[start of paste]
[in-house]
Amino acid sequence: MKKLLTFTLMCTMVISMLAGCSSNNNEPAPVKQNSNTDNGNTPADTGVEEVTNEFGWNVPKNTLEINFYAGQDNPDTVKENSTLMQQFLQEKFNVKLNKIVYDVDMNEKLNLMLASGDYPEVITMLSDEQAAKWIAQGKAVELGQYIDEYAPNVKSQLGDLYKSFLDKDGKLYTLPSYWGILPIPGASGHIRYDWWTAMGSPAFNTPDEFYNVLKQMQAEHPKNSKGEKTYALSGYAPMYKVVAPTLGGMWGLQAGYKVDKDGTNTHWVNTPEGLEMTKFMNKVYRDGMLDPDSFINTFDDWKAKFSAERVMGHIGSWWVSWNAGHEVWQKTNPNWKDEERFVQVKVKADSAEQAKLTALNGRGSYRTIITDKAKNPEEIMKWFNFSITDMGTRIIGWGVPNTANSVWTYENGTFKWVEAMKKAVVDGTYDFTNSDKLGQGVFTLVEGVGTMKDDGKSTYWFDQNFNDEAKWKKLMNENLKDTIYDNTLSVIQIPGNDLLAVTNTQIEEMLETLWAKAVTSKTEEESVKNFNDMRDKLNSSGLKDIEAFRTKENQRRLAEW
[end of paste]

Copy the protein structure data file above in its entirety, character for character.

[in-house]
Amino acid sequence: MKKLLTFTLMCTMVISMLAGCSSNNNEPAPVKQNSNTDNGNTPADTGVEEVTNEFGWNVPKNTLEINFYAGQDNPDTVKENSTLMQQFLQEKFNVKLNKIVYDVDMNEKLNLMLASGDYPEVITMLSDEQAAKWIAQGKAVELGQYIDEYAPNVKSQLGDLYKSFLDKDGKLYTLPSYWGILPIPGASGHIRYDWWTAMGSPAFNTPDEFYNVLKQMQAEHPKNSKGEKTYALSGYAPMYKVVAPTLGGMWGLQAGYKVDKDGTNTHWVNTPEGLEMTKFMNKVYRDGMLDPDSFINTFDDWKAKFSAERVMGHIGSWWVSWNAGHEVWQKTNPNWKDEERFVQVKVKADSAEQAKLTALNGRGSYRTIITDKAKNPEEIMKWFNFSITDMGTRIIGWGVPNTANSVWTYENGTFKWVEAMKKAVVDGTYDFTNSDKLGQGVFTLVEGVGTMKDDGKSTYWFDQNFNDEAKWKKLMNENLKDTIYDNTLSVIQIPGNDLLAVTNTQIEEMLETLWAKAVTSKTEEESVKNFNDMRDKLNSSGLKDIEAFRTKENQRRLAEW